Friday, June 13, 2014

Salt and Sand, by Kate O’Connor

My father taught me to build boats. Sailboats were his thing, but the first boat we built together was a little cedar-strip canoe – just my size. He measured me so the boat would fit with a little more room salt-and-sandfor me to grow into it. All these years later, it’s still a beautiful boat. I named it Pooka, which made him laugh. He asked if I thought it was going to dump me at the bottom of the lake. I said, with all of my ten-year-old indignation, that other people might need to watch out, but she wasn’t ever going to dump me. Funny thing is, she hasn’t, and we’ve travelled some rough waters together.

Fifteen years after we built that boat together, he died of cancer. The summer before he got sick, we put Pooka on his big sailboat and used her to ferry us back and forth to shore as we sailed up and down Barnegat Bay. The only thing was, Pooka only had room for one, so whoever lost rock-paper-scissors-best-two-out-of-three had to swim behind. I usually lost. Dad was like that – cards, darts, coin-tosses – luck (and no small amount of skill) was always on his side with those kinds of things (though not at all when it came to car repairs or plumbing or trying to re-wire the house – there’s a whole novel’s worth of stories in those adventures).

Dad was a storyteller and a teacher. He sang dirty Irish drinking songs to me and my brothers and sister and explained all the words and innuendos we didn’t know. He travelled all over the world and brought back stories of his adventures. Often times, he took us with him. He spent an entire summer telling us about the Voyage of St. Brendan, one island a night. I’m pretty sure Dad’s version had a lot more to do with what would keep us entertained than the traditional story. On the other hand, the old monk just might have sailed to an salt-and-sandisland with a winged unicorn: an orange one with flames for a mane, because I wasn’t a pink kind of girl and white was boring.

I wrote Salt and Sand for my father. It took a long time to get it right. It is a fantastical adventure, because he preferred a good healthy dose of the surreal in his stories. In his defense, some of the adventures we had together travelled well into “they’re never going to believe this back home” territory. There are monsters who are not monsters and heroes who happen to be real people who have kind of messed up the personal side of things because they were busy being heroic.

Dad’s heroes were realistic. When he was telling stories, he didn’t try to hide the fact that people weren’t perfect and most are born with a full range of emotions (even the uncomfortable ones). They didn’t always make it out of the story alive and whole. What made them heroic was that they kept trying.

With Salt and Sand, I wanted to write a story that would have kept him entertained. I wanted it to feel like one of his stories and one of mine too. Because this one’s for him, the vehicle for transformation is a small sailboat. Without the boat, there is no story. It is rough and worn with distance travelled, but it’s sturdy enough for another journey. It was made to safely carry its occupants beyond the world and back again. It will take them as far as they have the will to go.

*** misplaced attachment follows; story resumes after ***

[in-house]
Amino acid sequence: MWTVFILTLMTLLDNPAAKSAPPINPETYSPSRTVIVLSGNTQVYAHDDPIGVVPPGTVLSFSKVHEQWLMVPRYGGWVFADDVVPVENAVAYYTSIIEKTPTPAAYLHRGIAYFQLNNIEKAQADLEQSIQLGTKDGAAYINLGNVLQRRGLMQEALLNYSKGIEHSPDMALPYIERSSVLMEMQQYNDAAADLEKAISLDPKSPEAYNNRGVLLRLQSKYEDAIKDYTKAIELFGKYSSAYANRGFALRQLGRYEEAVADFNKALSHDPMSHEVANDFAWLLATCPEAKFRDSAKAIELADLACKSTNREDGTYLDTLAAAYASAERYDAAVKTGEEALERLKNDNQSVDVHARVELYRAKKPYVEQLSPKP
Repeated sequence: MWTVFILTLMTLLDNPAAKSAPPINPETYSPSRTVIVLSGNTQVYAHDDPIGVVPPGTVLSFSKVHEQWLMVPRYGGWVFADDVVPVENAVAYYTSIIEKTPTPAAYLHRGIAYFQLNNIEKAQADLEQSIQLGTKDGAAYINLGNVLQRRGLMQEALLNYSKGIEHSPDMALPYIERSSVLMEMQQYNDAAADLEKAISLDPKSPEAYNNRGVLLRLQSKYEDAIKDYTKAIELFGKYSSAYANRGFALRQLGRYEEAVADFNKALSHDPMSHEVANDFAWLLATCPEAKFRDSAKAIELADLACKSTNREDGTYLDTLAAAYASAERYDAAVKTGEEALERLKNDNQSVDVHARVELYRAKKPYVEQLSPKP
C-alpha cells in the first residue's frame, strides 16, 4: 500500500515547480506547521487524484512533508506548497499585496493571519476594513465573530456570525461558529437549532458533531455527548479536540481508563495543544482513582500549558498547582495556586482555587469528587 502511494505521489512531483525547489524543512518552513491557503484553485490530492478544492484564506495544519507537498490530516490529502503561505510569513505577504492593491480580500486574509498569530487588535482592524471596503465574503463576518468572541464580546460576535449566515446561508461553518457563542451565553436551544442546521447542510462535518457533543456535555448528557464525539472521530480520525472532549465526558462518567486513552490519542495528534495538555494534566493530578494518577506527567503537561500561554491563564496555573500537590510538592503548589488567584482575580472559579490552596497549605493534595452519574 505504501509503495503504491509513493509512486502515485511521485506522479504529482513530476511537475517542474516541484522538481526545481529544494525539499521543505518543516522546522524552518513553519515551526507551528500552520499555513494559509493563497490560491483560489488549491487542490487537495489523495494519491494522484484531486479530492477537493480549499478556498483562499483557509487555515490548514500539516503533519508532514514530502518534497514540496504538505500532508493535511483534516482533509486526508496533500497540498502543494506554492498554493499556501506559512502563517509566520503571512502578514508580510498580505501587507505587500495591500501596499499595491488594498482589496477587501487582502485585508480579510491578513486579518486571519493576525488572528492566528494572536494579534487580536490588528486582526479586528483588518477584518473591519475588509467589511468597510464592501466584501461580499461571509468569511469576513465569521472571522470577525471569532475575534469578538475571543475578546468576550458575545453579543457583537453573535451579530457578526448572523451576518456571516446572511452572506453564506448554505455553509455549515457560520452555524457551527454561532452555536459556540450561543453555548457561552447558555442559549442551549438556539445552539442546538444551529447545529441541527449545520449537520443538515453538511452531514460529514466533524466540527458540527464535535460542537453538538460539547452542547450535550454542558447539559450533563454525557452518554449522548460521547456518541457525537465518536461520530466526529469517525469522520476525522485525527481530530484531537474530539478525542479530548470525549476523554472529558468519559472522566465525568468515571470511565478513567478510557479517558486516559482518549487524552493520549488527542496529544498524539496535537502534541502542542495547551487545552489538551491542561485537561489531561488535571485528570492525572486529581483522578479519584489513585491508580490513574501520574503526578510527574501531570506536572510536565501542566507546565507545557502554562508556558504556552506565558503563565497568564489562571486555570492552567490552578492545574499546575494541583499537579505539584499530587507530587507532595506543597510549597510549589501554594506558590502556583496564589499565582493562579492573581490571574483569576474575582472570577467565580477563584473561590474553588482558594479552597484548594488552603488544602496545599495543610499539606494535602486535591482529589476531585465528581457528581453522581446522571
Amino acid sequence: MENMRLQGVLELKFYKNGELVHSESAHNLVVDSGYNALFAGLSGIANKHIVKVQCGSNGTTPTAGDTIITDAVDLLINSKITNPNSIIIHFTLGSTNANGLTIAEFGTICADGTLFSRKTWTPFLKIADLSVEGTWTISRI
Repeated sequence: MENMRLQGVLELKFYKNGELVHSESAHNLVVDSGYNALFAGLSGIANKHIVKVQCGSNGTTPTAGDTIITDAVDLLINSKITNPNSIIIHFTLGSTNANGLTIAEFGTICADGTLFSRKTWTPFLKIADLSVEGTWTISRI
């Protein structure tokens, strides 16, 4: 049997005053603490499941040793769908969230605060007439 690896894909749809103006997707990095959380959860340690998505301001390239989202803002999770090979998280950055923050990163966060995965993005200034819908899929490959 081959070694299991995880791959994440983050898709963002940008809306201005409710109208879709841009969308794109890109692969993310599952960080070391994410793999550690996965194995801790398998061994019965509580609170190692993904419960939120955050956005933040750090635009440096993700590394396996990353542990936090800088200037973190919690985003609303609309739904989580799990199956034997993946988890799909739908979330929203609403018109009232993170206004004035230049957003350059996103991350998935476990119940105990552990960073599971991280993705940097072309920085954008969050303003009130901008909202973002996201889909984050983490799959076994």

--Kate O’Connor

Thursday, June 05, 2014

Memory of Magic, Jacob A. Boyd

Some years back, my wife, friends, and I rented a house in Hood River for a long weekend of wind surfing, brewery hopping, and memory-of-magicelaborate home cooked meals. This was around the time my friends had begun starting families. One couple had started sooner than the others, and that couple brought their son. He was maybe two years old, perhaps younger. He was mobile, curious, and very hands-on.

The idea around which “Memory of Magic” eventually formed came from observing him, the lone child among our friends, during that long weekend.

He grabbed things and got into things and demanded things. His parents vacillated through wild pangs of joy and shock and worry and delight. In short, he was a little kid. They were new parents.

Once, he yanked a potted jade plant from its soil and shook it like a dirty pom-pom. It should be noted that this was a very nice rental house, so nice that there was an abiding sense of how-did-we-land-this-place? We were guests, paying guests, but guests nonetheless. Someone lived there. They were coming back. With that in mind, his parents descended on the situation and tucked the jade plant back into its pot, all the while calmly explaining to their son that this was a plant, and it needed soil, and it shouldn’t be handled like that, it was alive.

To me, the way they were saying it sounded like they were reminding him of something he knew, but he didn’t quite remember. I thought, memory-of-magicwow, he’s powerful but he doesn’t understand that he’s wielding power. He doesn’t remember. He’s like a little wizard who forgot his magic. While growing up, he could turn out any number of ways, and his parents were working to ensure that he’d turn out good, that he’d nurture things rather than destroy them just to see how they could be destroyed.

The first draft of “Memory of Magic” was titled “Little Wizards.”

Some years earlier, before my friends with the son had started their family, my wife and I visited them while they worked as caretakers and guides for Independence Mine State Historical Park in Alaska. Independence Mine is a beautiful site set at the end of a valley where two mountain ridges converge to form a horseshoe of peaks. The mine is quite literally at the end of the road. Memory of the mine complex remains vivid for me: the schoolhouse, the bunkhouses, the array of non-affiliated miner shacks, the offsite “relaxation” shacks, the assayer’s office, and the mine itself. It seemed like a place with a wealth of buried mysticism, which had been tempered by hard living, hard weather, and hope.